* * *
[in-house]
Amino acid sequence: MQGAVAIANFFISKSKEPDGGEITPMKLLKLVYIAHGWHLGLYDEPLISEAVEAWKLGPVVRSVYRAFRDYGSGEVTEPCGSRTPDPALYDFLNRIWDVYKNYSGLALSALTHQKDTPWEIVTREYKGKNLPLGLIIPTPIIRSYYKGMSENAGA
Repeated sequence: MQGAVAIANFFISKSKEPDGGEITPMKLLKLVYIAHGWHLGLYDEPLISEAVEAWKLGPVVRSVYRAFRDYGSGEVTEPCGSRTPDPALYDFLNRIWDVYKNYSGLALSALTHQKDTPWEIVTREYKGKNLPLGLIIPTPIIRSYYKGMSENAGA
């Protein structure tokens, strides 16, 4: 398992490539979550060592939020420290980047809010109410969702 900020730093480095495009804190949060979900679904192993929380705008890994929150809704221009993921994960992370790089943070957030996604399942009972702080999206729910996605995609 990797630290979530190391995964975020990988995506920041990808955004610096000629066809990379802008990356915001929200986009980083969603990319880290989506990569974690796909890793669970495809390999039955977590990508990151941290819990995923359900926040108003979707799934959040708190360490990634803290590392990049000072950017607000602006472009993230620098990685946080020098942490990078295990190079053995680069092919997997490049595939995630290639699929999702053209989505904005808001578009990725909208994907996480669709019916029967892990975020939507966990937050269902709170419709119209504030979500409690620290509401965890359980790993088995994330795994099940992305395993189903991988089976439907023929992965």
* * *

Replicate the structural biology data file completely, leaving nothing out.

[in-house]
Amino acid sequence: MQGAVAIANFFISKSKEPDGGEITPMKLLKLVYIAHGWHLGLYDEPLISEAVEAWKLGPVVRSVYRAFRDYGSGEVTEPCGSRTPDPALYDFLNRIWDVYKNYSGLALSALTHQKDTPWEIVTREYKGKNLPLGLIIPTPIIRSYYKGMSENAGA
Repeated sequence: MQGAVAIANFFISKSKEPDGGEITPMKLLKLVYIAHGWHLGLYDEPLISEAVEAWKLGPVVRSVYRAFRDYGSGEVTEPCGSRTPDPALYDFLNRIWDVYKNYSGLALSALTHQKDTPWEIVTREYKGKNLPLGLIIPTPIIRSYYKGMSENAGA
């Protein structure tokens, strides 16, 4: 398992490539979550060592939020420290980047809010109410969702 900020730093480095495009804190949060979900679904192993929380705008890994929150809704221009993921994960992370790089943070957030996604399942009972702080999206729910996605995609 990797630290979530190391995964975020990988995506920041990808955004610096000629066809990379802008990356915001929200986009980083969603990319880290989506990569974690796909890793669970495809390999039955977590990508990151941290819990995923359900926040108003979707799934959040708190360490990634803290590392990049000072950017607000602006472009993230620098990685946080020098942490990078295990190079053995680069092919997997490049595939995630290639699929999702053209989505904005808001578009990725909208994907996480669709019916029967892990975020939507966990937050269902709170419709119209504030979500409690620290509401965890359980790993088995994330795994099940992305395993189903991988089976439907023929992965």